A month into the school year, local districts are sticking to their pandemic policies.
Across the state, COVID-19 cases associated with schools have fallen since hitting nearly 3,000 confirmed cases in one week midway through September. In the latest data from Oct. 10 to Oct. 16, new cases dropped below 1,000, but it's uncertain how long this trend will hold.
Locally, school districts reported minor upticks in their case rates. On Oct. 18, the Le Sueur-Henderson School District said they had 11 total cases among students and staff. Tri-City United reported 29 active cases on Oct. 15, a one case increase over the week before.
Le Sueur-Henderson and Cleveland Public schools both held work sessions this month evaluating the status of COVID policy in the districts. Cleveland Superintendent Brian Phillips said there were no plans to change policy.
"It was a routine follow-up on how we are doing from the board's perspective," said Phillips. "They said things are going great and that they do not see a need to change anything at this time. No policy changes. We continue with mitigation protocols and close monitoring of any numbers. "
At a School Board work session Oct. 18, Le Sueur-Henderson Superintendent Jim Wagner said that the buildings’ sanitation policies appeared to be working. Though the Minnesota Department of Health recommends schools institute mask mandates, LS-H and other area schools, like TCU and Cleveland, have avoided requiring masks.
Wagner said that tightening restrictions would not be very effective in the district, as long as other institutions allow people to congregate without those same requirements.
“The problem that I have is that, unless it’s countywide, citywide, full counties, full locations, it’s not going to do much,” said Wagner. “It would make no sense if we have all that isolation and masks here and everything and they go home and they have their friends over.”
But LS-H School Board member Joe Roby worried that the district’s policy was not proactive enough on addressing students that have a confirmed case in their household, but have not tested positive themselves.
Roby said everyone in his own household tested positive for COVID recently, except for one of his children. Roby was certain his child would catch the virus eventually, but when he called the school nurse to notify them, there was no recommendation or requirement for the student to stay home. The school board director said he kept his kid home, and they tested positive two days later.
“Is there anything we could or should do with kids like that if someone else is in the home that's tested positive?” Roby asked. “Even just make him put a mask on. He can come to school but he has to wear a mask until you’ve gotten him tested and it’s negative. I could have sent him to school while everyone else in the house was sick and odds are he would get sick or was carrying it at that time.”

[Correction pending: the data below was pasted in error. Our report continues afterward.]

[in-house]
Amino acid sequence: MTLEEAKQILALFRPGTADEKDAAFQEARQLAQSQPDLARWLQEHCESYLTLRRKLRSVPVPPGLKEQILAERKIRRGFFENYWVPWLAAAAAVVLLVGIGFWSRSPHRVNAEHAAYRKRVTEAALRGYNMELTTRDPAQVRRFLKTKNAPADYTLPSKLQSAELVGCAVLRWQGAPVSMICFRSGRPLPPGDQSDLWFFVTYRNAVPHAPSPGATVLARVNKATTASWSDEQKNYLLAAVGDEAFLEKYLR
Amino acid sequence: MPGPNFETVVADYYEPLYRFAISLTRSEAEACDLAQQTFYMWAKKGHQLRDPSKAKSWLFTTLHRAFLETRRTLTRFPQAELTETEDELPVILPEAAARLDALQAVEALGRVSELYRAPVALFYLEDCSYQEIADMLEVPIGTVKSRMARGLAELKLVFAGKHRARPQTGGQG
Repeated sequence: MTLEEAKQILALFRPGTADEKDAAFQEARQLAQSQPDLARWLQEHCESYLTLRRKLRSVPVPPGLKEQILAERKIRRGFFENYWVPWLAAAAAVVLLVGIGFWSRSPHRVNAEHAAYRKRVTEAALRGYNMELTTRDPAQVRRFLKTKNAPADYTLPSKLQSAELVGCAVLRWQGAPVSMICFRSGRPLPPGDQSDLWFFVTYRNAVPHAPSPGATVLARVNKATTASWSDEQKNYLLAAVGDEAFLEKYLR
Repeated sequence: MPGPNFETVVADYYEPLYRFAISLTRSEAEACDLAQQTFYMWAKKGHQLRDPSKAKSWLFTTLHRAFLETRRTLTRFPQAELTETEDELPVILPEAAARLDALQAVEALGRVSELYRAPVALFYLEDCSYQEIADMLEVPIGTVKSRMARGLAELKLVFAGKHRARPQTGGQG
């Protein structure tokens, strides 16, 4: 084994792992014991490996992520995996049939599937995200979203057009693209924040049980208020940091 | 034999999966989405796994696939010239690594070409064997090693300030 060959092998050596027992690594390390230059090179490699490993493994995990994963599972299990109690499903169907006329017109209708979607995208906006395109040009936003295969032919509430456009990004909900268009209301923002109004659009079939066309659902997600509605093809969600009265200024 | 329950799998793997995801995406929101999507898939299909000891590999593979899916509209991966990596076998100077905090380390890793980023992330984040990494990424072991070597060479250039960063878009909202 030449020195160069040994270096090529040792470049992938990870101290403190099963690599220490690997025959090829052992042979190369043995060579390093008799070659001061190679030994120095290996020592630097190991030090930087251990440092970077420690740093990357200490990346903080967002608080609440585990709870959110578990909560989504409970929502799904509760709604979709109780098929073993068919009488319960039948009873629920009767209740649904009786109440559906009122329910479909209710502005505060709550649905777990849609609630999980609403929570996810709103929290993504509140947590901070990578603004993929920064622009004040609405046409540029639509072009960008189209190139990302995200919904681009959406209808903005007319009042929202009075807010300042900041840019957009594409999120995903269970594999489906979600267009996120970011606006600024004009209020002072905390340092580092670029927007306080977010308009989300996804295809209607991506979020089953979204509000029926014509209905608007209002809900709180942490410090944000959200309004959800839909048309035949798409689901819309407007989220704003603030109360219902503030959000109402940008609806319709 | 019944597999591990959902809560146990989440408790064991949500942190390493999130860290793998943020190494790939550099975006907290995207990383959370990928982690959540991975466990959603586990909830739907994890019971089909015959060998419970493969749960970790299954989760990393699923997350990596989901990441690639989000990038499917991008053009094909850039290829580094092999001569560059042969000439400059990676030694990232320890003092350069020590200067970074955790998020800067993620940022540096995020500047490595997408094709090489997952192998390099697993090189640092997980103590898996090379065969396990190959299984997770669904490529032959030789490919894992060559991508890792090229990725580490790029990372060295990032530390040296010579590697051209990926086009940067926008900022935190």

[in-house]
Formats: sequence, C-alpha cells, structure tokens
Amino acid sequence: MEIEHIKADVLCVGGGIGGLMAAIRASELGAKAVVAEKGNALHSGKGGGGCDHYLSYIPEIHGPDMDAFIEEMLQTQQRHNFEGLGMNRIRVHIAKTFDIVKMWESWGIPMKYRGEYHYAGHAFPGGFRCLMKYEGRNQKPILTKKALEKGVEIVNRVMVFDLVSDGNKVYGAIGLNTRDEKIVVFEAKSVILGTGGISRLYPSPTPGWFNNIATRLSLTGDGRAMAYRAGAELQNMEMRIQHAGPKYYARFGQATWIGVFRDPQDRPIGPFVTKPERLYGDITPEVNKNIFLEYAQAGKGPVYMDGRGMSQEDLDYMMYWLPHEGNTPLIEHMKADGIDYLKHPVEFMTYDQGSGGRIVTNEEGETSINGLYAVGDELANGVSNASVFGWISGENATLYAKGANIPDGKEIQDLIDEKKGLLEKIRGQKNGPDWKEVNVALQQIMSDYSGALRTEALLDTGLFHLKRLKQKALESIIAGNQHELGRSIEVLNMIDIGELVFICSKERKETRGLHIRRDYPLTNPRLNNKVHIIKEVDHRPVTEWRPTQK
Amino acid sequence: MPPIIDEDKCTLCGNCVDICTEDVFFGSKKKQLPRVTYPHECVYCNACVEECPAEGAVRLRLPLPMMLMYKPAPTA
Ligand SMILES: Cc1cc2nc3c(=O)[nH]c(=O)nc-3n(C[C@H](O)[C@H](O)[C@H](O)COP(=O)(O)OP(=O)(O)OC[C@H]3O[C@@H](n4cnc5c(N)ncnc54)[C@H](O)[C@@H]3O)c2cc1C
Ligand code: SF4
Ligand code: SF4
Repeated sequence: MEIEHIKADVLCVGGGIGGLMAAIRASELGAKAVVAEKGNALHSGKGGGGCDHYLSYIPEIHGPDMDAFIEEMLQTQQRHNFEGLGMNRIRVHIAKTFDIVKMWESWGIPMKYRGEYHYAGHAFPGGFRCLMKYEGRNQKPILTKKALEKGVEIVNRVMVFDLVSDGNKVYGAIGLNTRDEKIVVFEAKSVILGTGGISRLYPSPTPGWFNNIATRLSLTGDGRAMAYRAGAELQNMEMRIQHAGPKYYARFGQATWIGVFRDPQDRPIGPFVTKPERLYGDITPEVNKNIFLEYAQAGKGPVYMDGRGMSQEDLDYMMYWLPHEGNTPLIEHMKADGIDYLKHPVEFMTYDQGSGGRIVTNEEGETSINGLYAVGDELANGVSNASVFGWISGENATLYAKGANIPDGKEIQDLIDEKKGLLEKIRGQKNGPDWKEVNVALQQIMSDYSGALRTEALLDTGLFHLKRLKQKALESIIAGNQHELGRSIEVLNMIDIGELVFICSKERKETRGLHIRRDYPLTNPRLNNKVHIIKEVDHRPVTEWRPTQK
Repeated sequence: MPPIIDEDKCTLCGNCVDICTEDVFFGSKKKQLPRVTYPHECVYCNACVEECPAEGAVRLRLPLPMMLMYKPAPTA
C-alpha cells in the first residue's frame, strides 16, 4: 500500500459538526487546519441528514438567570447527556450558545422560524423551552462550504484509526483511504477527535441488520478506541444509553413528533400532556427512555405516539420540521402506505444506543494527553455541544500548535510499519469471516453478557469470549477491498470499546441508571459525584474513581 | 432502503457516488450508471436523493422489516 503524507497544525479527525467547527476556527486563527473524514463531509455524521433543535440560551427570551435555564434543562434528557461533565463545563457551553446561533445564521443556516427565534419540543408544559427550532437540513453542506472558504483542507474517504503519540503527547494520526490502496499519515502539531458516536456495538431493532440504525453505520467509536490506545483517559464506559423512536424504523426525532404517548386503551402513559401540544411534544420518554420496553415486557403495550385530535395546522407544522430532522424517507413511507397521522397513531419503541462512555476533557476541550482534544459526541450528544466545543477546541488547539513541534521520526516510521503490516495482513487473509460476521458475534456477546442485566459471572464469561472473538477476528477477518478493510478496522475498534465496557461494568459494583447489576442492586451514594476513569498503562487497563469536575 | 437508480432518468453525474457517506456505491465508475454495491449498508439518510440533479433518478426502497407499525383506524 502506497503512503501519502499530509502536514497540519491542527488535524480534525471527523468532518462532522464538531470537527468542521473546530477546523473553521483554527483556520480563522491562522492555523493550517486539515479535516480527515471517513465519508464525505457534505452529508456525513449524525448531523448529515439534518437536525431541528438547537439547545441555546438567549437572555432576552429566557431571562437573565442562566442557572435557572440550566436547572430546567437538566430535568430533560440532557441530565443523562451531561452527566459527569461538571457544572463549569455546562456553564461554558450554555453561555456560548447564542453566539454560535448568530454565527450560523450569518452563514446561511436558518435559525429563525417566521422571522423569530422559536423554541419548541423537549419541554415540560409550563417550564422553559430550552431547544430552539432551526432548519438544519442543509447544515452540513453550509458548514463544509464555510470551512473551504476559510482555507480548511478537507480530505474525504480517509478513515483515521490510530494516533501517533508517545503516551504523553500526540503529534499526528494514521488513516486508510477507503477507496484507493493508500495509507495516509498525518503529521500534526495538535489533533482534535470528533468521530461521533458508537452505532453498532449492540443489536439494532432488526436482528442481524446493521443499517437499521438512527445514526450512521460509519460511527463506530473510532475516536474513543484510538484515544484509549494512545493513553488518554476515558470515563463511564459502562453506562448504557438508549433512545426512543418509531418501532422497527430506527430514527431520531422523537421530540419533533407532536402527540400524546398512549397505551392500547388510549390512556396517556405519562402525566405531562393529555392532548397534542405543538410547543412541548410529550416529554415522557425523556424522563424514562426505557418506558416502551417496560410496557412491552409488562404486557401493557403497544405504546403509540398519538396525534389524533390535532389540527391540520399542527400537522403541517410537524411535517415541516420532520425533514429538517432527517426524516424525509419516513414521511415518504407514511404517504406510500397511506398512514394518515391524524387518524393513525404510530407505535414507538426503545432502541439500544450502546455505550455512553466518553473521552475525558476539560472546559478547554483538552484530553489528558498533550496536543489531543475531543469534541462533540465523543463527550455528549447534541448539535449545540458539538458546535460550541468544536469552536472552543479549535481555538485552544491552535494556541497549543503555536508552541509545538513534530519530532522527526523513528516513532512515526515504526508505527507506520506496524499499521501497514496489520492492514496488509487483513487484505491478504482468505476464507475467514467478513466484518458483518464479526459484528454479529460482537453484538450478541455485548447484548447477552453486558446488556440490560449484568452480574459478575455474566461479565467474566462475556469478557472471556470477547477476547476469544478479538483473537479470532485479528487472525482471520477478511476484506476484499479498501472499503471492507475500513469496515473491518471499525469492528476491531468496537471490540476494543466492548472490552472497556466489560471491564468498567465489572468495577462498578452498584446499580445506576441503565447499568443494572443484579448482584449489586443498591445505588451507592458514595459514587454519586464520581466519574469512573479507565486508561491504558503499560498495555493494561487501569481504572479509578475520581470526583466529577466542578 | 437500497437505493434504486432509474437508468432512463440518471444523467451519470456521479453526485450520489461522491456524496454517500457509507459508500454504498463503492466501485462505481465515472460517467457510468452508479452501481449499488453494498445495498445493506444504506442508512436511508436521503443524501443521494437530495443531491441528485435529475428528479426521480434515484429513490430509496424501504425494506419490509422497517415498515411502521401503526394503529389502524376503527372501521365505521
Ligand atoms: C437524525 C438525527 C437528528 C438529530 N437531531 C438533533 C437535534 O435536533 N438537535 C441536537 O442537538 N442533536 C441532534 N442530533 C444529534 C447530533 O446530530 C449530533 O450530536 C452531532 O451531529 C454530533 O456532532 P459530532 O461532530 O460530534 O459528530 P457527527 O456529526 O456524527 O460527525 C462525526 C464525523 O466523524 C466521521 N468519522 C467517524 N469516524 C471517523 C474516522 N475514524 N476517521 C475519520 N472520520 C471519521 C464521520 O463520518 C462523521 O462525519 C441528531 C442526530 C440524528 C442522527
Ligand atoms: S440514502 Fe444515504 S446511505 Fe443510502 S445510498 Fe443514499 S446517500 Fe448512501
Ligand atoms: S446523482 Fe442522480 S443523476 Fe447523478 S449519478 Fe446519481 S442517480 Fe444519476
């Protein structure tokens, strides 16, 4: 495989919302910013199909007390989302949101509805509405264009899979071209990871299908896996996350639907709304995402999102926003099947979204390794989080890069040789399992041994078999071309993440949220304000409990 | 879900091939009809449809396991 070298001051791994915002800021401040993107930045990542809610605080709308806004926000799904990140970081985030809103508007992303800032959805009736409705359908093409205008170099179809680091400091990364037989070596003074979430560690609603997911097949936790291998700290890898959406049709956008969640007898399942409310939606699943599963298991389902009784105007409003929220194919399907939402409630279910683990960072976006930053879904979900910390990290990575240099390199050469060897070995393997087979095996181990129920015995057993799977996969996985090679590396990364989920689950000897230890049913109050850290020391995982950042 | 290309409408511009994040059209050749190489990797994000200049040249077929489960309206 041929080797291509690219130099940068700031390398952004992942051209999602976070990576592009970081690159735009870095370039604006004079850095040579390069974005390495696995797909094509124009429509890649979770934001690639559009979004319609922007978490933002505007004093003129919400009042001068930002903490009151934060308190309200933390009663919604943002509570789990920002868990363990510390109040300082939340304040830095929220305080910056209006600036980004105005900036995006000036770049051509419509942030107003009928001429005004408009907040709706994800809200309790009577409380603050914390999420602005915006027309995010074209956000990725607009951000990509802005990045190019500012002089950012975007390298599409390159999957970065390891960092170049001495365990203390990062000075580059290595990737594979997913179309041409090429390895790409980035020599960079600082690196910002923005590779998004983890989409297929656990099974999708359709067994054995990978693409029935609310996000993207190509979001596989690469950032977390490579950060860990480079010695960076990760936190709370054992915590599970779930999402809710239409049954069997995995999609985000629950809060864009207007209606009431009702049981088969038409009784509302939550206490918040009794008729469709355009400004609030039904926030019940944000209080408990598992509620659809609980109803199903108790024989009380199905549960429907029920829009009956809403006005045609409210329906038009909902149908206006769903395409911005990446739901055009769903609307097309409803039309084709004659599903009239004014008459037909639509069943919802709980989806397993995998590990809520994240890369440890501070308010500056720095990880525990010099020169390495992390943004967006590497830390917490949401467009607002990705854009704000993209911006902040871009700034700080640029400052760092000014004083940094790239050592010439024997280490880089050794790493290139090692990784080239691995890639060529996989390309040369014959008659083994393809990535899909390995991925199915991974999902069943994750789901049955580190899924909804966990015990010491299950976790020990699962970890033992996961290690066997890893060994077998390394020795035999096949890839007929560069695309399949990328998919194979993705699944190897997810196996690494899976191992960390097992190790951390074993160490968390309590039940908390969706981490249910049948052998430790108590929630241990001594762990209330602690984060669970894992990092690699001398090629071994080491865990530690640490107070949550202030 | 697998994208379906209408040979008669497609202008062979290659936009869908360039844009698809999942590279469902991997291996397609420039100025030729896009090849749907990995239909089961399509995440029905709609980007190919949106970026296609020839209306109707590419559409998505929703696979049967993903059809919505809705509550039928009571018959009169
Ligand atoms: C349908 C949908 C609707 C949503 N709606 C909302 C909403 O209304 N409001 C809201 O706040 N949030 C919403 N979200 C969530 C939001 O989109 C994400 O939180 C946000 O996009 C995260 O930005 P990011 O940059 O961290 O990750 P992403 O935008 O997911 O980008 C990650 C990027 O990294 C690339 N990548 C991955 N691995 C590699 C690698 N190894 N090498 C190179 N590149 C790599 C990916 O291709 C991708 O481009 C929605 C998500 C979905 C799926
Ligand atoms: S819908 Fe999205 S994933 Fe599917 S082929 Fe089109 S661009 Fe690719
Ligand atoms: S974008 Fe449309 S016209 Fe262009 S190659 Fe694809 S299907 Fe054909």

He was also concerned that the school nurse couldn’t recommend that his child stay home, because the nurse’s recommendations had to align with school policy. The district currently mandates that kids quarantine for at least 10 days if they test positive, but kids without a confirmed infection in a household with a positive case are not required to quarantine.
School Board member Gretchen Rehm questioned how the policy could be enforced. The district could only act if parents were honest and notified the district.
“They should do the right thing, but they're just not going to tell us. That’s the part I struggle with is people are just going to lie about it,” said Rehm. “They already do. People don't get tested because they don't want the repercussions of what happens when they get tested. Honestly, I’m that way. If I got sick, I would just stay home, because I know what’s going to happen, my whole family is going to stay home.”
Roby responded that, while the district couldn’t enforce it’s policy on everyone, it would set a guideline for the families that do follow school policy and recommendations.
“I know that not everyone will get tested, but for those who might or are uncertain about it or might say ‘Well, I don’t want to be that one parent who masks their kid when the don’t have to,’ we level the playing field by saying everyone is going to be treated the same way and get tested,” said Roby. “We encourage people to the extent that we can to do the right thing by that policy.”
As major holidays, like Halloween, approach, Roby said it was important for the School Board to be proactive in the event the pandemic worsens.
Wagner said that Roby's comments were spot on, but questioned the district’s manpower to enforce the rule on individual kids. Rehm agreed and added that while the school should encourage parents to send their kids with a mask, she couldn’t justify enforcing masking without state or federal backing.
“As soon as my son leaves this building, he can go to a Vikings game with 60,000 people with no mask. I just can’t see us forcing people to do that kind of stuff when you can walk out the door,” said Rehm. “I think we can continue to encourage, and I think we have done a really good job, but I have a problem with us forcing or mandating these things when as soon as they walk out this door we have no support.”
Matt Hathaway proposed a middle ground where the district encourages parents to keep their children home if a member of the household tests positive, but not to enforce it. Since the meeting was for discussion, there was no voting on any proposed change to policy.